The course Advanced CMOS is central in the spcialization program of the IC gourp. It is required for the two main tracks: the data-converters and the RF electronics. The schema of IC gorup specialization and the position of the Advanced CMOS design course an be seen in the following scheme:
By the end of the course, the students should be able to:
- analyze, synthesize and validate advanced analog CMOS integrated circuits
- read and use engineering articles on the CMOS IC design subjects and extract key ideas
- design CMOS circuits via a top‐down approach: identify what the basic architecture options are, identify what the major design trade‐ offs are, design and validate a solution
- discuss freely various design considerations on noise, mismatch, bandwidth, gain, time and frequency domain behavior
This course arms students with broad theoretical knowledge on CMOS IC design (circuit analysis and synthesis) and specific design knowhow on important building components. The course reviews the most important concepts in modern CMOS design, identifies and repairs gaps in students' knowledge, and consequently builds a solid foundation for deeper future specialization in CMOS IC design.
This course discusses common fundamental limitations in CMOS IC design, like noise, mismatch, available voltage headroom, various non‐idealities and adequate methods and techniques on how to counteract and design for given specifications like gain, bandwidth, SNDR. Abstract formulations and rules are put in perspective with concrete transistor‐level examples, which are derived from real practical design challenges.
Thus, students are prepared for further specialization into more sophisticated concepts, methods and circuits needed for the CMOS design of data converters and RF transceivers.
This course is split in two simultaneously running parts: A and B. Part A is based on lectures that provide theoretical knowledge. Part B is based on group projects that provide practical experience.
In part A, this course will briefly refresh the foundations of analog CMOS design. Then, the contents will spread over the most important fields and subjects for modern microelectronics. Particular emphasis is put on the circuit design aspects.
The brief contents of the course per week are:
- Introduction and basics
- MOS transistor physics and fundamental circuits
- High‐speed CMOS and CML logic
- Switched‐capacitor circuits
- Scientific and engineering papers
During part B of the course, the students have the opportunity to deepen their knowledge in a particular area through practical projects that will be closely supervised. These projects can be eventually used as starting point for more advanced internship and final Master projects. The students will be divided in groups of about 4‐5 students. Practical projects will be assigned to these groups. The students are expected to complete their projects and prepare a final report. Each of them will personally defend the project during the final oral examination. The approximate planning is as follows:
Week 2: Students present literature survey, project plan, and initial results;
Week 3: Students present project progress and intermediate results; all local simulations (DC, AC, parametric sweeps) need to be completed; first integrated simulation results need to be discussed.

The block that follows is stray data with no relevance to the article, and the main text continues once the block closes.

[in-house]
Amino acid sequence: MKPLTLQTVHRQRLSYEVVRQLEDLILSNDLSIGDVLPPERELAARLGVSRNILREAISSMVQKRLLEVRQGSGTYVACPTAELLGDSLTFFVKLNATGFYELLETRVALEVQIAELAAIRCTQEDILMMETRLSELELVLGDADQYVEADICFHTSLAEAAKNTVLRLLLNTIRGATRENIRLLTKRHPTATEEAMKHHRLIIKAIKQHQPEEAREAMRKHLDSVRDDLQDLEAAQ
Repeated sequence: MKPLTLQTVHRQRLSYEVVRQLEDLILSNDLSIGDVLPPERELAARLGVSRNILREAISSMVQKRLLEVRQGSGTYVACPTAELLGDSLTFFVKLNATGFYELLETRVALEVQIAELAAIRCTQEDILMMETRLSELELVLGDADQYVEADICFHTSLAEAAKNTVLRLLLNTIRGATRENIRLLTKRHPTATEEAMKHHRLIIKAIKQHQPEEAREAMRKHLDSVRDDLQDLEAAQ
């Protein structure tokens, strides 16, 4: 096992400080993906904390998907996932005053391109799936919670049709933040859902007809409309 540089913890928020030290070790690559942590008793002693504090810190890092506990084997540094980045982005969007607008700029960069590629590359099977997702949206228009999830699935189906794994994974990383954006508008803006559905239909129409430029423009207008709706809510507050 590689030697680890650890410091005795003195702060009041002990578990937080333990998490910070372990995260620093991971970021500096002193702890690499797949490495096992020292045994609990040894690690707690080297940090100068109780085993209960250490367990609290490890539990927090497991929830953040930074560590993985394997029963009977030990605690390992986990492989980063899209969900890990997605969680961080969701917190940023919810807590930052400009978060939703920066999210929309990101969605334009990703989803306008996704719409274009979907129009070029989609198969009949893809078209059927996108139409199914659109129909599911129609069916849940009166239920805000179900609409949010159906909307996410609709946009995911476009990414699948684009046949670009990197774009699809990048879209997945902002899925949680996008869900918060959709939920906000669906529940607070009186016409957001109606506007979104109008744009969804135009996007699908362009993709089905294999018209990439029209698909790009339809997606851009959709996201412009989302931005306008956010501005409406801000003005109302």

Week 6: Discuss the first version of the final paper, structure, figures and writing plan; The students are required to submit the first version of their paper until week 7; All simulations and design choices need to be ready. The next design efforts will be on improving the final performance.
Week 8: Discuss the second version of the final paper. This version needs to be complete; the students are required to submit the second version of their paper until the end of the quartile; The design should be in its final shape.
- Introduction: Introduction to the course; Solid‐ state basics; Passive components: R, C, L and transformers; MOS transistors;
- MOS transistors: Noise; Mismatch; Equivalent circuits; Principles of CMOS design; Basic transistor circuits;
- References: Current sources, current mirrors, and references; Different architectures and main design trade‐offs; Basic layouts; The threshold referenced circuit; The band‐gap voltage reference;
- Amplifiers (part 1) – classification and basics; Main trade‐offs in amplifier design; Main amplifier types; Amplifier stability; Friis and Miller formulas; Boosting the gain; Linearization;
- Amplifiers (part 2) – design and stability compensation; Identify basic trade‐offs in OTA design; Understand stability compensation; Comment on various OTA architectures;
- Comparators: Synchronous vs. Asynchronous; Latch (positive feedback regeneration) concept; Reset; pre‐amplifier; Dual‐tail and StrongARM; current comparators;
- High‐speed CMOS and CML logic: Trade‐offs; Basic cells; Design considerations; Load‐Logic‐Current‐ source; Basic layouts; AC/DC margins; Ring‐oscillator test;
- Switched‐capacitor circuits: Concept of charge transfer; SC resistors; SC integrators; SC samplers; SC bandgap reference;
- Scientific and engineering papers;
Design group project (Cadence);
Usually, the projects are about designing a CMOS building block in Cadence with a dummy CMOS 45nm design technology. Exemplary projects of previous years are:
- latch architecture investigation and design for high-speed and high-gain
- investigation of comparator architectures, with emphasis on dual-tail and strong-arm
- investigation of OTA architectures and design trade-offs
- filter design
- memory design
- proposed by students based on own ambitions
How to properly calculate the spectrum (FFT) can be found here: FFT tutorial
Assumed previous knowledge:
- 5CCA0 Semiconductor physics and materials
- 5ECB0 Electronic circuits 1
dr. G.I. Radulov, PDEng MSc - FLX 7.089 - Tel. 5131